DR. DIVERSITY’S CASEBOOK

Although I haven’t broadcasted it on here before, around two months ago I belatedly bowed to financial pressures and switched from smoking to vaping. My opinions on the rights of, and discrimination against, smokers haven’t altered; the decision wasn’t anything to do with me meekly surrendering to the fanatical anti-tobacco lobby, an admission that they were right and I was wrong all along; the simple fact is I couldn’t afford it anymore. The rising cost of a packet of fags – £10.50 for 20, last time I looked – hasn’t been in line with the price of everything else for a long time. The fact that, depending in which supermarket you shop, you can buy three bottles of wine for the same price as 20 cigarettes will cost you speaks volumes; and the drain on my finances was too much to sustain, so I stubbed out my final fag in August.

It helped that I instantly liked vaping and, as if to emphasise this, I still have a packet of Superkings containing four remaining fags that hasn’t been touched since the day I received my first e-cigarette; after almost 30 years of smoking between 30-40 cigs a day, I suppose that’s not bad going, and I can honestly say I don’t miss it at all. If the buzz from the drag is the key hook of the smoking process, I can get just the same nicotine hit from vaping and replicate the former gesture at a fraction of the cost. The vapours don’t linger in the room, they don’t discolour the fixtures and fittings, they don’t coat my clothes in a permanent odour, and they don’t dissuade non-smoking visitors anymore.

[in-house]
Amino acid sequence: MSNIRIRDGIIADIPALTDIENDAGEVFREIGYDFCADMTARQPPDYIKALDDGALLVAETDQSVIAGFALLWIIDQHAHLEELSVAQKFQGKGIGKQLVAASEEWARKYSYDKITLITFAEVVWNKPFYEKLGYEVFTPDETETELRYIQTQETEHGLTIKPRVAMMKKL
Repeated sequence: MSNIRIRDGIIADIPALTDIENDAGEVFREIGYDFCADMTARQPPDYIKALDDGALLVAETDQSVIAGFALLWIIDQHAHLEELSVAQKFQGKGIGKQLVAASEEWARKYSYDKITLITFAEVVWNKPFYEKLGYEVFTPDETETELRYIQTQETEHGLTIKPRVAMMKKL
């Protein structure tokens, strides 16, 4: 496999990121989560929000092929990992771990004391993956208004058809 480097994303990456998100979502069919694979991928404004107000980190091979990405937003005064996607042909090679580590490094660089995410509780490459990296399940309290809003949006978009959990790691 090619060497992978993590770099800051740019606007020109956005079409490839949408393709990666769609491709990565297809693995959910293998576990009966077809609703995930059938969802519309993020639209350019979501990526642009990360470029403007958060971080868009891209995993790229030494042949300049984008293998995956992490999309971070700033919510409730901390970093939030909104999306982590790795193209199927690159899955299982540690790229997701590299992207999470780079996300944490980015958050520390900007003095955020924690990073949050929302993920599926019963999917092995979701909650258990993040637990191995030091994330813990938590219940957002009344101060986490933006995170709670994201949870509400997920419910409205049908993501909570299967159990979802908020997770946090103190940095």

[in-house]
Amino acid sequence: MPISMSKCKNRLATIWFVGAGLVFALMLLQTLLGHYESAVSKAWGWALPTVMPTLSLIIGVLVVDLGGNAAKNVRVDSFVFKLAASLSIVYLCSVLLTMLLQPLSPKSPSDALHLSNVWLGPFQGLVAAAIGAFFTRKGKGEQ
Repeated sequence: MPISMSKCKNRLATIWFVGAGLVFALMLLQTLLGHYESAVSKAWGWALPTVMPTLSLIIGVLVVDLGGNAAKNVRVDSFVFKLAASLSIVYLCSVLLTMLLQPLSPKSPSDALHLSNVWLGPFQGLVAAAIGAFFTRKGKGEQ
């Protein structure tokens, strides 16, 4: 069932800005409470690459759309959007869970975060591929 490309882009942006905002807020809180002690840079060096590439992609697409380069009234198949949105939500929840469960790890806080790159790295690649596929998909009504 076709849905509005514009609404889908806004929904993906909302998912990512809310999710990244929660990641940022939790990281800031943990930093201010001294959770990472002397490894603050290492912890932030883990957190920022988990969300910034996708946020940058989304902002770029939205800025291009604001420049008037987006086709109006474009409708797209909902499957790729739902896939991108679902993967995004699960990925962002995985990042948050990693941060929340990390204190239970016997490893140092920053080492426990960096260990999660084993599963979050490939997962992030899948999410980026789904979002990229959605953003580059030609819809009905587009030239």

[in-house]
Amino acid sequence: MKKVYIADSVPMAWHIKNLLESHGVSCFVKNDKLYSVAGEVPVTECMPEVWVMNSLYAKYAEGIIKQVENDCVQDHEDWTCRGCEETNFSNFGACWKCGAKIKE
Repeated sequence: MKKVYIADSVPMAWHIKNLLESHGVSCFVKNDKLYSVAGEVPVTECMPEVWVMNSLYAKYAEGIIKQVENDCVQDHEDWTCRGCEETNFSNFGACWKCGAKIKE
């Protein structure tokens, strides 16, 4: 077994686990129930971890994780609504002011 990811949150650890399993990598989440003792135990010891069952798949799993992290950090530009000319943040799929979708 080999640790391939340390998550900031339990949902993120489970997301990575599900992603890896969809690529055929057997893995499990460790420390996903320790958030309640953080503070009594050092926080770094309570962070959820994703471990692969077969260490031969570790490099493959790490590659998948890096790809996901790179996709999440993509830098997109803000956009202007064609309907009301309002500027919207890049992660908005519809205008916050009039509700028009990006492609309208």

Immunity to the smell of cigarettes was a consequence of smoking them; only since I stopped have I become aware of it. It’s still entombed in my wardrobe because there are a lot of items on the coat-hangers there that haven’t been washed or worn since I ceased; but it’s amazing how strong the smell is on others now. When out and about, I can detect a cig from quite a distance, long before I see someone smoking it; and it’s remarkable how everyone I see with a fag hanging out of their mouth seems to be the most slovenly, scruffy slob imaginable; the archaic images of Marlene Dietrich or Lauren Bacall using cigarettes as a crucial element of their effortlessly cool personas aren’t being matched by the smokers I’m seeing. By contrast, the e-cigarette is a rather sexy, stylish object and, frankly, superior in all respects.

Not that the proven health (and financial) benefits of vaping deter the tobacco prohibitionists, who see it not as an escape route from smoking but as a gateway to the practice, the fools; the same limitations on ordinary cigarettes have been unfairly superimposed onto the e-cigarette, and I’m wondering when I’ll encounter opposition to it from the medical profession. I say this because the first time I remember being singled out by a GP for smoking was in the early 90s. I can’t remember the reason for being at the surgery, but I recall the doctor asking me if I smoked; when he received a reply in the affirmative, he placed a little sticker on the front of my file, which he presumably did for all smokers. Perhaps afterwards my file was slotted in a drawer along with the rest of his smoking patients, segregated from the non-smokers and downgraded in the case of an emergency when a choice might have to be made between the two groups.